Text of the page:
Wednesday, April 15, 2009

General Bruce K. Holloway '33, USAF

The Service Academy Program (SAP) at Marion Military Institute is named for the late General Bruce Keener Holloway ’33, USAF, former head of the Strategic Air Command (SAC), and commander of the U. S. Air Forces in Europe.

General Bruce Keener Holloway ’33, USAF. (Credit: Official U. S. Air Force photograph)

LTC Gerry Lewis, Director of the Service Academy Program (SAP), and Faculty Advisor, Air Force Academy Preparation Cadets, at Marion Military Institute. (Credit: Marion Military Institute)

A native of Knoxville, Tennessee, General Bruce K. Holloway completed two years in engineering at the University of Tennessee, Knoxville. He attended MMI in 1932-33 as one of 190 members of the Corps of Cadets. Entering the United States Military Academy at West Point, NY, Holloway graduated in the Class of 1937 and was commissioned a second lieutenant in the Army Air Corps. He received his pilot wings in 1938 at Kelly Field, San Antonio, Texas, and then spent two years with the Sixth Pursuit Squadron and the 18th Pursuit Group in Hawaii. Holloway then pursued postgraduate work in aeronautical engineering at the California Institute of Technology.

Once the United States entered World War II, Bruce Holloway was sent to Chungking, China, when he joined Claire Chennault’s American Volunteer Group – the famed “Flying Tigers.” Later activated as the Army Air Force’s 23rd Fighter Group, Holloway rose to command that unit after earning his status as a fighter ace, shooting down some 13 Japanese planes and becoming a national hero in China. Considered one of air power’s finest tacticians, he obtained a 10:1 victory ratio over the Japanese.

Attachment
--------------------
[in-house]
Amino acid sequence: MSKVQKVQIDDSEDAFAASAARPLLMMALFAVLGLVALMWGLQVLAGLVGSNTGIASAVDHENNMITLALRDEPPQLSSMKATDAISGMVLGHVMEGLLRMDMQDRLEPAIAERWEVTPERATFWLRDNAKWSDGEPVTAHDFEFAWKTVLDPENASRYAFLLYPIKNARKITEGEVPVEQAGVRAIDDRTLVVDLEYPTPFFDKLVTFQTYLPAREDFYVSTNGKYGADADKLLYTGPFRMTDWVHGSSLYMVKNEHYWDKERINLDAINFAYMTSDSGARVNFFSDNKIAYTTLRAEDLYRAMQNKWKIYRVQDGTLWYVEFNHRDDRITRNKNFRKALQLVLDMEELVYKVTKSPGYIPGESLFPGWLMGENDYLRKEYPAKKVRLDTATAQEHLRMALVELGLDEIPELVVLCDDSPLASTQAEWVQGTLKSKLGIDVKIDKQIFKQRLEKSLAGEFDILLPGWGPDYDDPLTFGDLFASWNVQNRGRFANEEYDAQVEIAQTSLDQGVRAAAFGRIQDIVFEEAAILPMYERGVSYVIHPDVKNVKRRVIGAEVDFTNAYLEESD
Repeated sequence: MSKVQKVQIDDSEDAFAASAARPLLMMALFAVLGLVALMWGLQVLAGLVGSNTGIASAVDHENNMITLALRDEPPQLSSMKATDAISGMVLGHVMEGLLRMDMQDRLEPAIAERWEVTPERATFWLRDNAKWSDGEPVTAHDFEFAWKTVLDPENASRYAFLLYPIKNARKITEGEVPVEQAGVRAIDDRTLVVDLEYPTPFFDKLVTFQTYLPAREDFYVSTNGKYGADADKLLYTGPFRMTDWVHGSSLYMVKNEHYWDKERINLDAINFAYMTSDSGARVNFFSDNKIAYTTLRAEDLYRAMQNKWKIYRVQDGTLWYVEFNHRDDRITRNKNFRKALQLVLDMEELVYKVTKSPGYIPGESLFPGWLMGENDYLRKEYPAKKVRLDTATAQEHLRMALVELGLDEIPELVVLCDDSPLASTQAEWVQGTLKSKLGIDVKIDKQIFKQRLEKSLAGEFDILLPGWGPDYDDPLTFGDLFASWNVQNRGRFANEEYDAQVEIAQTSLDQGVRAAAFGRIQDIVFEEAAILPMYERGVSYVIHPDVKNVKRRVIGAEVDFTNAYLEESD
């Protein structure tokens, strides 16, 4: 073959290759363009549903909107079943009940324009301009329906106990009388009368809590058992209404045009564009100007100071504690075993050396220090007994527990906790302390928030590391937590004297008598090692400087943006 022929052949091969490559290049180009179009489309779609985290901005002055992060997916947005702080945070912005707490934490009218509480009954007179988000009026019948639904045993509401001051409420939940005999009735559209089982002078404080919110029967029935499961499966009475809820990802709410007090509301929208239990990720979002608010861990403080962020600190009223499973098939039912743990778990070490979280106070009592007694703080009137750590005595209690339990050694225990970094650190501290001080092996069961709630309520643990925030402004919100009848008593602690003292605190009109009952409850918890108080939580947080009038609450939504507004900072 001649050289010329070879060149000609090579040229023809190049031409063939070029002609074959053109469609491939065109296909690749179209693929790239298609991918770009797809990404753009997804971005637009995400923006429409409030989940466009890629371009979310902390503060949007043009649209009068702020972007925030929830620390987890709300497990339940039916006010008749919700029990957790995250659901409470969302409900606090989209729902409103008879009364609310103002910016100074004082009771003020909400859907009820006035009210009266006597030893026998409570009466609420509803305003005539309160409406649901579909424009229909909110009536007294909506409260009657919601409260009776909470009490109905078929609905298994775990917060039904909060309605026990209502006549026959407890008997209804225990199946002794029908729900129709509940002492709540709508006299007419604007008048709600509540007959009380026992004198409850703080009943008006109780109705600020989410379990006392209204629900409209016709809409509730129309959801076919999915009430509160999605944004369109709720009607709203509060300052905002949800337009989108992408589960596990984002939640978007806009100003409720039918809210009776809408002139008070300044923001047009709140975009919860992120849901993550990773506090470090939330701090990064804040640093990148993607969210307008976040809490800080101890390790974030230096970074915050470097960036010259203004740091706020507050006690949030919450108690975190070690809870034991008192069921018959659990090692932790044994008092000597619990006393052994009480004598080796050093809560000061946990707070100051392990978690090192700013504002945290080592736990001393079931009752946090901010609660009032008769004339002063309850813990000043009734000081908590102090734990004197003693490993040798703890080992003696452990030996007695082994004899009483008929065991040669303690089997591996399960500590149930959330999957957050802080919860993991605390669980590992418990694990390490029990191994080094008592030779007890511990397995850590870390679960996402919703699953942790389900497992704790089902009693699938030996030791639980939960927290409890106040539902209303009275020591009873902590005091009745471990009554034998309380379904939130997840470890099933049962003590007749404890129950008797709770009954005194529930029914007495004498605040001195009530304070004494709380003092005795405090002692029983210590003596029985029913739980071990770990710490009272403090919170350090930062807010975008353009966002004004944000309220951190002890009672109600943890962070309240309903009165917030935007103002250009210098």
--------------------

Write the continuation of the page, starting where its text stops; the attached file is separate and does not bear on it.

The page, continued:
In 1946, Holloway commanded the Air Force’s first jet-equipped fighter group, pioneering jet air operational tactics. Following graduation from the National War College in 1951, Holloway quickly rose through key staff assignments in both the operations and development fields at Headquarters, U. S. Air Force, later directing operational requirements.

Bruce Holloway served as deputy commander of the 9th and 12th Air Forces (Tactical Air Command) for four years, and was named deputy commander of the U.S. Strike Command at MacDill Air Force Base, Florida, in 1961. As part of that assignment, he later served as deputy commander in chief of the Middle East/Southern Asia and Africa South of the Sahara Command.

Emblem of the Strategic Air Command (SAC), 1946 – 1992. (Credit: U.S. Air Force)

General Holloway took command of the U.S. Air Forces in Europe in July, 1965, serving in that capacity until August 1, 1966, when he was appointed vice chief of staff of the U.S. Air Force.

General Bruce K. Holloway ‘33 retired from the Air Force in 1972, having served since 1937. He was an Associate Administrator for NASA in 1973-74, and served as president of the U.S. Strategic Institute in 1981. The General died at the age of 87 in Orlando, Florida, on September 30, 1999.

His military decorations included, among others, the Silver Star, Legion of Merit, Distinguished Flying Cross, and the Air Medal.

Another image of General Bruce K. Holloway ’33, USAF. (Credit: Official U.S. Air Force photograph)